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according adopted Algiers American ancient appears arms army authority battle beautiful become Boston called captives cause character Christian Church civilization common Congress Constitution death duty early earth efforts England English Europe example expression father feel field followed force France freedom glory Government hand happiness heart honor hope human hundred illustration important individuals influence interest Italy judge justice labor land language learning less letter living Lord Massachusetts means militia mind nature never object occasion officers once opinion passed Peace persons Preparations present President principles Prison question reason received regard Report says seems sentiment Separate ship slavery slaves Society soul speak spirit story success things tion true truth United University virtue voice whole wrong
Side 347 - If I were an American as I am an Englishman, while a foreign troop was landed in my country, I never would lay down my arms — never, never, never!
Side 113 - Ten of them were sheathed in steel, With belted sword, and spur on heel : They quitted not their harness bright, Neither by day, nor yet by night...
Side 495 - Good friend, for Jesus' sake forbear To dig the dust enclosed here. Blessed be the man that spares these stones And cursed be he that moves my bones.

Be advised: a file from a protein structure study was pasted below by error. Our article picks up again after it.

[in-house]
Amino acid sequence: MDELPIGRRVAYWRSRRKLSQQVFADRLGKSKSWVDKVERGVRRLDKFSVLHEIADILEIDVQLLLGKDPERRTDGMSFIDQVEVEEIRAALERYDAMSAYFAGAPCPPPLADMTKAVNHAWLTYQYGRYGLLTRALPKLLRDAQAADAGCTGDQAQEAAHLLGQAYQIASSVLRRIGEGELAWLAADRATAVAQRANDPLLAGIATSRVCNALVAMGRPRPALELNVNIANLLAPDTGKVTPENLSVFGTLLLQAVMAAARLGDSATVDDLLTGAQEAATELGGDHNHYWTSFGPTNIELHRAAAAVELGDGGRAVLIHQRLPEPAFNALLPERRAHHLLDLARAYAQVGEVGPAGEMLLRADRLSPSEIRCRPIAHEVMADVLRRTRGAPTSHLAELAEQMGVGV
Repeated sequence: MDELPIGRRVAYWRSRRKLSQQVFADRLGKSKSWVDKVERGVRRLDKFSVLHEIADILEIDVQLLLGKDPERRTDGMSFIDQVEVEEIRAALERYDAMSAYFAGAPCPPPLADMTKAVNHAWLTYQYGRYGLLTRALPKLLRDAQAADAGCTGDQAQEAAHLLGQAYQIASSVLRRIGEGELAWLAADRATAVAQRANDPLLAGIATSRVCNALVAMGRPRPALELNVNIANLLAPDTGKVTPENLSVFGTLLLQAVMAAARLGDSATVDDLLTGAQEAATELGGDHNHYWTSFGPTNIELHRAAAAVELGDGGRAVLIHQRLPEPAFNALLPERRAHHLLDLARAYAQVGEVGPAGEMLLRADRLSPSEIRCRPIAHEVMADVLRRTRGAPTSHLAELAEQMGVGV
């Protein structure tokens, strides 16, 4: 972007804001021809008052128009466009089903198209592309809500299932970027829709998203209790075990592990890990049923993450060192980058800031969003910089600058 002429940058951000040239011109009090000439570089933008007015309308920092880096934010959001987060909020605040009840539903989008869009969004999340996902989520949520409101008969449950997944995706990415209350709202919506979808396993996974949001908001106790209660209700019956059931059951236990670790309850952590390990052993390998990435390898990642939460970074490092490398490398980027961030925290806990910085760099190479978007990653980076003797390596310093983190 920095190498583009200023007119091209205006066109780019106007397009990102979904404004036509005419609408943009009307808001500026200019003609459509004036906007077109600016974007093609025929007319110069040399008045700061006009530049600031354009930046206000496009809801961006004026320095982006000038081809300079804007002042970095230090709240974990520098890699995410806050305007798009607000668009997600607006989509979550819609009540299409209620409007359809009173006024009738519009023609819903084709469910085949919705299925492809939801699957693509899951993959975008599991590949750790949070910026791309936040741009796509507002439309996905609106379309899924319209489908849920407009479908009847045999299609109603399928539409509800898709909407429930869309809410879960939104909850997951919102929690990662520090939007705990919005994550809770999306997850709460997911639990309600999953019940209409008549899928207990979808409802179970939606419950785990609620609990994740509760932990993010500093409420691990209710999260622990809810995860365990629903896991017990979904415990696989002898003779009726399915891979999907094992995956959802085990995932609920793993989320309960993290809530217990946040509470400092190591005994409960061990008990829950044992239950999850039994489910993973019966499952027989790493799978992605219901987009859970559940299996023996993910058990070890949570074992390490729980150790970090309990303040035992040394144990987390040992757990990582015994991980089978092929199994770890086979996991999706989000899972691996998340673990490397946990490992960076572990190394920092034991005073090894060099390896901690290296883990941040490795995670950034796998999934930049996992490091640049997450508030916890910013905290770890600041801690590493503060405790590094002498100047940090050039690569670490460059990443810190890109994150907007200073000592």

Side 112 - He prayeth well, who loveth well Both man and bird and beast. He prayeth best, who loveth best All things both great and small; For the dear God who loveth us, He made and loveth all.
Side 273 - Sir Joshua Reynolds was on very many accounts one of the most memorable men of his time. He was the first Englishman who added the praise of the elegant arts to the other glories of his country.
Side 286 - Goodness I call the habit, and goodness of nature the inclination. This of all virtues and dignities of the mind is the greatest, being the character of the Deity ; and, without it, man is a busy, mischievous, wretched thing, no better than a kind of vermin.
Side 292 - ... view, of blemish or of spot, Bereft of light, their seeing have forgot; Nor to their idle orbs doth sight appear Of sun, or moon, or star, throughout the year, Or man, or woman. Yet I argue not Against...
Side 61 - Rightly to be great Is not to stir without great argument, But greatly to find quarrel in a straw When honour's at the stake.
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Henry Wilson: Practical Radical: A Portrait of a Politician
Ernest A. McKay
Uddragsvisning - 1971